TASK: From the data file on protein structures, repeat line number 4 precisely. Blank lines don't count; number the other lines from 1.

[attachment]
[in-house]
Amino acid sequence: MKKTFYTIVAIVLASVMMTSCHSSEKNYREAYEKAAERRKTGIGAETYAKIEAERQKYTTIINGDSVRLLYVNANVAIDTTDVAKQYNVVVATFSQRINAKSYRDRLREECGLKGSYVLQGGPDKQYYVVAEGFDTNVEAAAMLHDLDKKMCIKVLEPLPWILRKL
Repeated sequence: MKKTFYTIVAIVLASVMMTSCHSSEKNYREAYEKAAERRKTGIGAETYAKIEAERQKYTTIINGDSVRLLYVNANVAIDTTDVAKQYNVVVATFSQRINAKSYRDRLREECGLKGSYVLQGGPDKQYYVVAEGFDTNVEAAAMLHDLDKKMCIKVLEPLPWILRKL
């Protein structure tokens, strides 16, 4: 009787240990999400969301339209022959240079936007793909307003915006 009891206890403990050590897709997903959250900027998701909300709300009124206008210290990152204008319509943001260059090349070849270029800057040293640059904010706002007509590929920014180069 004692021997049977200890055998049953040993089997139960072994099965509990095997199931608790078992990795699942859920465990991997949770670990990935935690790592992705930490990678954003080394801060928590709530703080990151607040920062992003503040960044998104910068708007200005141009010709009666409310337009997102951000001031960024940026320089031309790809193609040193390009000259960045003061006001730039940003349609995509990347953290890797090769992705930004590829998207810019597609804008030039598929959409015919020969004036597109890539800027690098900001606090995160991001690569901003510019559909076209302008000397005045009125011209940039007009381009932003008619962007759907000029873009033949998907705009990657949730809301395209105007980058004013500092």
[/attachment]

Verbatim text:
């Protein structure tokens, strides 16, 4: 009787240990999400969301339209022959240079936007793909307003915006 009891206890403990050590897709997903959250900027998701909300709300009124206008210290990152204008319509943001260059090349070849270029800057040293640059904010706002007509590929920014180069 004692021997049977200890055998049953040993089997139960072994099965509990095997199931608790078992990795699942859920465990991997949770670990990935935690790592992705930490990678954003080394801060928590709530703080990151607040920062992003503040960044998104910068708007200005141009010709009666409310337009997102951000001031960024940026320089031309790809193609040193390009000259960045003061006001730039940003349609995509990347953290890797090769992705930004590829998207810019597609804008030039598929959409015919020969004036597109890539800027690098900001606090995160991001690569901003510019559909076209302008000397005045009125011209940039007009381009932003008619962007759907000029873009033949998907705009990657949730809301395209105007980058004013500092």